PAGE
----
Critics say that's a recipe for danger in a notoriously segregated city that's still reckoning with the ongoing impacts of the so-called "urban renewal" era and other forces of systemic racism — including a police department that critics say already overpolices its Black and brown neighborhoods. Between 2010 and 2020, Milwaukee PD has paid more than $40 million in settlements related to officer misconduct; many of those incidents, which disproportionately involved violence against Black residents (much of it lethal), began in the context of traffic stops.
“We know what happens when too much of the legislation is allowed to be at the discretion of [officers]," said Alderwoman Miele Coggs during the committee debate. "We’re still wading through the lawsuits on some of these [types of cases]."
'People Always Seem to Find a Way To Drive'
Coggs, who identifies as African-American, ultimately supported the passage of the ordinance out of committee — but she wasn't alone in her concerns about handing officers even more discretion over street safety.
In a last-minute letter delivered to the council less than 24 hours before the measure was supposed to be debated, the Milwaukee City Attorney's office expressed concerns that "a single violation of a relatively minor traffic law [could be] declared a nuisance per se" and noted that "a court would likely conclude that the proposed ordinance is unreasonably broad." That opinion effectively halted the effort until the measure can be re-written and re-introduced with the Attorney's sign-off.
In the meantime, though, the streets in Milwaukee's Black neighborhoods remain dangerous — and not just when it comes to police brutality. Advocates note that a community group in the historically Black Sherman Park neighborhood has supported the reckless driving ordinance since the beginning because their neighborhood experiences some of the highest rates of reckless driving in the city.
Sustainable transportation advocates point out, though, that Sherman Park sits at the nexus of some of the city's widest, fastest, and most dangerously-designed roads, which studies show can compel even well-intentioned drivers to hit the gas and check out behind the wheel.
Taking away the cars of a dozen or so super-recidivists won't address that underlying problem — especially since even the worst of the worst may not have other ways to get around on the city's under-funded public transit system, incomplete bike lane network, or shoddy sidewalks. Advocates say getting local leaders to understand the role that car dependence plays in local road safety efforts can be a struggle.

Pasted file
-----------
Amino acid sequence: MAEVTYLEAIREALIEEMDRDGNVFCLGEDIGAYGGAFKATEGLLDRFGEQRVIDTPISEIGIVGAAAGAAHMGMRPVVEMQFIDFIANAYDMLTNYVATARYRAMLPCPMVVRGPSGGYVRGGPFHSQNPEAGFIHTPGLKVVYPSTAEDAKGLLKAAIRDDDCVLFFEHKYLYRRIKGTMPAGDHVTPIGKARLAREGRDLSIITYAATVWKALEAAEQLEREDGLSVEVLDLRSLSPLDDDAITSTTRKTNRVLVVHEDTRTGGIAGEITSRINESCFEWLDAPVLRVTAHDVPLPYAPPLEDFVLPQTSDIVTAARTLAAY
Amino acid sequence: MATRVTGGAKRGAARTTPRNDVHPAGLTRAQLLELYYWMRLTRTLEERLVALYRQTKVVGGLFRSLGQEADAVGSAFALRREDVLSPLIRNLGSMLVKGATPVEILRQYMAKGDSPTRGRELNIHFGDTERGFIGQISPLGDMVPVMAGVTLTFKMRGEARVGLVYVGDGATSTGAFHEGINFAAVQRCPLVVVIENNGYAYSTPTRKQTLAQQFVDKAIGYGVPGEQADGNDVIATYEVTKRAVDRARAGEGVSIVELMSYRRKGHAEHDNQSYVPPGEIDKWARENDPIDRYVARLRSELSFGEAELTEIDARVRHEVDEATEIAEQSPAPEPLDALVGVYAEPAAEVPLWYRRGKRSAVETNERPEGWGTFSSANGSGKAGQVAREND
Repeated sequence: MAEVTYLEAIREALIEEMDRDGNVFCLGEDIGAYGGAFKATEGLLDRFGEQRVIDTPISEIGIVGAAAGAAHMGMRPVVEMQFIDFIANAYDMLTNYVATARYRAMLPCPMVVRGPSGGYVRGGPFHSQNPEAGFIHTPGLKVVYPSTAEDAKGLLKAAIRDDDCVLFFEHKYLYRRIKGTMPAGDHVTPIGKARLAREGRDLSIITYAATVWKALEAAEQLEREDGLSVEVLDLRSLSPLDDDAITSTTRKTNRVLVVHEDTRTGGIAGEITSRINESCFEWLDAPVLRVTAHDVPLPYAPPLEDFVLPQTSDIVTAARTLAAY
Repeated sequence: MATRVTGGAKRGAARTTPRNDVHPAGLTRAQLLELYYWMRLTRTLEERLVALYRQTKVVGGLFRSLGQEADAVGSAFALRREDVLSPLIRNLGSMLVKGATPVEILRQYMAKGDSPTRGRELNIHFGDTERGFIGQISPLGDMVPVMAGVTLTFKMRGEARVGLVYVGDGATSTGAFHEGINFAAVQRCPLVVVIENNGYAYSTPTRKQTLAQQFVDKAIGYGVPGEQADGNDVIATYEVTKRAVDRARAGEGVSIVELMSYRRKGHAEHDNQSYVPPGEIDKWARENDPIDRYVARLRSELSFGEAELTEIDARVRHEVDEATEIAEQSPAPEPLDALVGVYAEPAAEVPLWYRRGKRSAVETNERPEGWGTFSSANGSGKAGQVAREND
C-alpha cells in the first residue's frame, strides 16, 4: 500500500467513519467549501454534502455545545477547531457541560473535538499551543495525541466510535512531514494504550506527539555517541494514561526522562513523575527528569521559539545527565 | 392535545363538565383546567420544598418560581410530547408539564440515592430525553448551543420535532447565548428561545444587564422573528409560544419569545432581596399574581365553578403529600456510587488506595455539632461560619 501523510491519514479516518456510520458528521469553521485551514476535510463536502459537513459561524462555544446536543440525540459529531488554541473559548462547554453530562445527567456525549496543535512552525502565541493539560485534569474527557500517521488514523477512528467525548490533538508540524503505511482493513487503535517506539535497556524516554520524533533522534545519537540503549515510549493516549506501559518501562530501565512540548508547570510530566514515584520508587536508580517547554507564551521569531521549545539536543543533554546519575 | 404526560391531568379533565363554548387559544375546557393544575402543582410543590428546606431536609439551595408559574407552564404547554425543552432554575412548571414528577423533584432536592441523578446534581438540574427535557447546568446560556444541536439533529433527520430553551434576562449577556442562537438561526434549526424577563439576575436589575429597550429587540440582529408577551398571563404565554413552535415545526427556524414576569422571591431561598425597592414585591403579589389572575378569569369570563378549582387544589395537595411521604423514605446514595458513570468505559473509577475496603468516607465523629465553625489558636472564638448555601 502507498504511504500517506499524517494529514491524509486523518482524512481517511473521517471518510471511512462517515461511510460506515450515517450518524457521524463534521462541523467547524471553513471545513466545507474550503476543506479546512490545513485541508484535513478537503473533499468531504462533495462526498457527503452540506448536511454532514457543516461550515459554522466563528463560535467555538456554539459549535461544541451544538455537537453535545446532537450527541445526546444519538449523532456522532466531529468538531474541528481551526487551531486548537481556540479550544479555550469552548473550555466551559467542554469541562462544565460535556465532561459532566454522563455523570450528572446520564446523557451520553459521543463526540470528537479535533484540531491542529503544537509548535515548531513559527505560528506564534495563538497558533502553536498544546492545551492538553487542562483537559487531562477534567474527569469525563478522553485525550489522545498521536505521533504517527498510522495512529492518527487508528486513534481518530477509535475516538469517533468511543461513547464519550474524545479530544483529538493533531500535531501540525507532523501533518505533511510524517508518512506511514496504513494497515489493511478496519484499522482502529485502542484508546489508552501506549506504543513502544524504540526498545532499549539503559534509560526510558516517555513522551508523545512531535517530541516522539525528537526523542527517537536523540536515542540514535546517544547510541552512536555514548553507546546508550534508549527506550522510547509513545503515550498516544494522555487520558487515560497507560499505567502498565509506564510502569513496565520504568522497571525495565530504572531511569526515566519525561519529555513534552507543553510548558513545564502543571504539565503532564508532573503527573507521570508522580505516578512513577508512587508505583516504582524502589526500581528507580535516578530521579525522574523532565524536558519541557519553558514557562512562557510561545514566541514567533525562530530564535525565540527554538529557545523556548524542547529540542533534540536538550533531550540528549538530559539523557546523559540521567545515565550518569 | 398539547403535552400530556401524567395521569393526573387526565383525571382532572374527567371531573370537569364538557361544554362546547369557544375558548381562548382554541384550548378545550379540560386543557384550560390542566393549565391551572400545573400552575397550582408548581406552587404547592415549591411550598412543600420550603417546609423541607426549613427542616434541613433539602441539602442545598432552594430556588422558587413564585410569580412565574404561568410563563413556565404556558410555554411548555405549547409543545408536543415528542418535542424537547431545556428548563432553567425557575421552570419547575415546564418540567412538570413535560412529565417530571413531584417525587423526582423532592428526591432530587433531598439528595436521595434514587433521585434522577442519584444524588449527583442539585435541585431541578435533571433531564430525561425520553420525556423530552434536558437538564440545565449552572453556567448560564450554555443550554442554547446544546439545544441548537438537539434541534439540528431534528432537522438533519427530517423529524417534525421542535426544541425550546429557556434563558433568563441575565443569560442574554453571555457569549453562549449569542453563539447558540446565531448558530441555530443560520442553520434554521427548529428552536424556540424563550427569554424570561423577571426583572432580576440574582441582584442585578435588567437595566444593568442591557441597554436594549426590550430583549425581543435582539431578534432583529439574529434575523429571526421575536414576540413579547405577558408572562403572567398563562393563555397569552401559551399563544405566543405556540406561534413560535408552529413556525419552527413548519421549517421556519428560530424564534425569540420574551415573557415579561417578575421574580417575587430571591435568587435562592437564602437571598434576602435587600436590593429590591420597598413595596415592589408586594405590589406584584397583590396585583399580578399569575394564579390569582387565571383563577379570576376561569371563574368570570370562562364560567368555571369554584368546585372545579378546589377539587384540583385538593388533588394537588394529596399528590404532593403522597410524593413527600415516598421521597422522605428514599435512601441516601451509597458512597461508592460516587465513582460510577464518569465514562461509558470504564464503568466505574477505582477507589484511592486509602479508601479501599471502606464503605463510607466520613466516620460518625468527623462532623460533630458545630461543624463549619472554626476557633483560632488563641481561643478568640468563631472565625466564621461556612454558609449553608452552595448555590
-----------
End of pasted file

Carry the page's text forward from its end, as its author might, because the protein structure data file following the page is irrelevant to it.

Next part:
"People always seem to find a way to drive," said Caressa Givens, Milwaukee community projects manager for the Wisconsin Bike Federation. "We have people who have non-traffic-related violations that have barred them from having a driver's license, and they end up driving for years without a registered vehicle anyway — and they’re doing that out of necessity, not ill will."
Givens describes her city as "over-driven and over-parked, as [car dependence expert] Donald Shoup would say," and says she understands why some have called for expanding the powers of law enforcement in hopes of making streets safer — and de-emphasized effective, but slower strategies, like building self-enforcing roads.
"Everybody wants an immediate solution," she adds. "But there’s danger that when we focus so much of our attention on the worst drivers, because they tend to be people who live in Black and brown communities [where dangerous roads are concentrated], and then it becomes an issue of 'us' vs. 'them'...I’m a person of color who lives in a predominantly White neighborhood, and my neighbors treat this like a 'them' problem. But there are poor driving habits happening all across the city."
The Milwaukee Police Department did not confirm what percentage of its "most egregious repeat offenders" list were people of color, but the percentage of BIPOC traffic violence victims is alarmingly high. As crash deaths declined statewide, fatality rates for Black road users in Wisconsin more than doubled between 2013 and 2020.
Until the city reckons with dangerous roads in neighborhoods of color, Givens fears those numbers may not budge — no matter how many cars the city claims from multiply-cited motorists.
"Our fight, right now, is trying to get ... better road engineering, because we’re big believers in self-enforcing streets," she adds. "[Even if we get speed cameras], we want to end up in a situation, someday, where traffic is slow enough that we can safely shut them down."